The Joint Enterprise Defense Infrastructure (JEDI) project offers a huge payout potential, which attracted big names like Google, Amazon and Microsoft, with bidding for the contract expected to begin on October 12th. The JEDI project involves moving large amounts of data from the Defense Department to a commercially-operated cloud system.
But it looks like Google decided to withdraw from the bid, citing corporate values as a reason. And also the fact that they had doubts they would be able to get the necessary certifications.
“We are not bidding on the JEDI contract because first, we couldn’t be assured that it would align with our AI Principles,” a Google spokesman stated in the name of the company “And second, we determined that there were portions of the contract that were out of scope with our current government certifications.”
This decision comes just a few months after a number of employees signed a petition, went to the media and downright resigned following Google’s involvement with Project Maven – a Department of Defense project that uses AI to analyze drone footage. Project Maven also had the potential to be used to support combat operations. In the aftermath, Google pulled out of the project due to the sustained internal criticism.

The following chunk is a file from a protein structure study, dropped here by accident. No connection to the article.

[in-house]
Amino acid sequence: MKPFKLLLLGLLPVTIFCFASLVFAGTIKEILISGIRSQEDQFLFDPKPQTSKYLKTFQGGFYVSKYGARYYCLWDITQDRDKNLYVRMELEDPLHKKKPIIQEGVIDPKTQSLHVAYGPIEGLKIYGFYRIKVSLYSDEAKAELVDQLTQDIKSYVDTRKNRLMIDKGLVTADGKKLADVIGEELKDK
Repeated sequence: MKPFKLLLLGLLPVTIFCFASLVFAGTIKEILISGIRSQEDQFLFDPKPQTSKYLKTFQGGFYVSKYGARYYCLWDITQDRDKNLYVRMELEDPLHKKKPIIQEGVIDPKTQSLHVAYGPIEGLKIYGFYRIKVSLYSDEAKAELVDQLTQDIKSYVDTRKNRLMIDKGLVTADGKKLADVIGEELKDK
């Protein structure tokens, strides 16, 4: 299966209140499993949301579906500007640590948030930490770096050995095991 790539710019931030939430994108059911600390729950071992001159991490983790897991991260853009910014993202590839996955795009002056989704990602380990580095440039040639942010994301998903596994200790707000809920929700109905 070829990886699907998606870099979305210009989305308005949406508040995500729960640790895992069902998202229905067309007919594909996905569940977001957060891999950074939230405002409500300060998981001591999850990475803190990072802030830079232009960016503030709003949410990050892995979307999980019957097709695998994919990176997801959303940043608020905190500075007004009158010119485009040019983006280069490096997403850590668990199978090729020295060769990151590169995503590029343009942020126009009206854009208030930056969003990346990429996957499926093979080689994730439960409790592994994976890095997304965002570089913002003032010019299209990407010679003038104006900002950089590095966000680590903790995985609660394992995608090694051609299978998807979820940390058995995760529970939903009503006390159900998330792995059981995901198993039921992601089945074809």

Though it was the single-vendor rule that stopped Google in its tracks from bidding on JEDI, the Tech workers Coalition took credit for the withdrawal with a tweet:
Google had every intention of bidding for, and possibly winning, the JEDI contract. They spent considerable resources and hours of top executive time courting military officials to do exactly this. They only dropped out due to sustained employee pressure. #TechWontBuildIt
In addition to that, they’re also not convinced that the company’s AI principles is the reason why Google made the decision to back down from the bid:
In their statement, Google points to its AI principles as the reason for this decision (principles that are themselves a response to internal dissent). The truth is that the project was stopped by the thousands of workers who demanded a say in what they build. #TechWontBuildIt
Even so, Google was not very vocal in the upcoming bidding war to begin with, so the company’s decision will most likely not impact the bid very much.
On the other hand, Google is still continuing its work on the censored search engine it has been building for the Chinese government, apparently not bothered by the internal pressure it is receiving not only from its employees, but also from the White House itself.